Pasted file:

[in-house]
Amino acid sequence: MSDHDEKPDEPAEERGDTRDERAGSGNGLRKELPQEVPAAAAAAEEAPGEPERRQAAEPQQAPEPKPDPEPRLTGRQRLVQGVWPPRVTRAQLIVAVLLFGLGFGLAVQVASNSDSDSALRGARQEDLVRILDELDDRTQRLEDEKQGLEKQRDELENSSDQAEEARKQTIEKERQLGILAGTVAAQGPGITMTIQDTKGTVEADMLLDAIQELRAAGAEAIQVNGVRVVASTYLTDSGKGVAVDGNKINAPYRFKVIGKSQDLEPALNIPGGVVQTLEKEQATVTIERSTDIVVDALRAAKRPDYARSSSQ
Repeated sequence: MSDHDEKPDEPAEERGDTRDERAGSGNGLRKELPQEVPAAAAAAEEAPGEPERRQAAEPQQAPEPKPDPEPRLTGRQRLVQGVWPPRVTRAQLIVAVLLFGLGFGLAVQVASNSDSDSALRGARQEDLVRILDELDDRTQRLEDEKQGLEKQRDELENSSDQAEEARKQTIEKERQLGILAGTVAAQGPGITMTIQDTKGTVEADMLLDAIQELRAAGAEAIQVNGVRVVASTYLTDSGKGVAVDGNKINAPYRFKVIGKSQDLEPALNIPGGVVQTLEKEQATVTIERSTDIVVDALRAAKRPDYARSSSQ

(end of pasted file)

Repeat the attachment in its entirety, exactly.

[in-house]
Amino acid sequence: MSDHDEKPDEPAEERGDTRDERAGSGNGLRKELPQEVPAAAAAAEEAPGEPERRQAAEPQQAPEPKPDPEPRLTGRQRLVQGVWPPRVTRAQLIVAVLLFGLGFGLAVQVASNSDSDSALRGARQEDLVRILDELDDRTQRLEDEKQGLEKQRDELENSSDQAEEARKQTIEKERQLGILAGTVAAQGPGITMTIQDTKGTVEADMLLDAIQELRAAGAEAIQVNGVRVVASTYLTDSGKGVAVDGNKINAPYRFKVIGKSQDLEPALNIPGGVVQTLEKEQATVTIERSTDIVVDALRAAKRPDYARSSSQ
Repeated sequence: MSDHDEKPDEPAEERGDTRDERAGSGNGLRKELPQEVPAAAAAAEEAPGEPERRQAAEPQQAPEPKPDPEPRLTGRQRLVQGVWPPRVTRAQLIVAVLLFGLGFGLAVQVASNSDSDSALRGARQEDLVRILDELDDRTQRLEDEKQGLEKQRDELENSSDQAEEARKQTIEKERQLGILAGTVAAQGPGITMTIQDTKGTVEADMLLDAIQELRAAGAEAIQVNGVRVVASTYLTDSGKGVAVDGNKINAPYRFKVIGKSQDLEPALNIPGGVVQTLEKEQATVTIERSTDIVVDALRAAKRPDYARSSSQ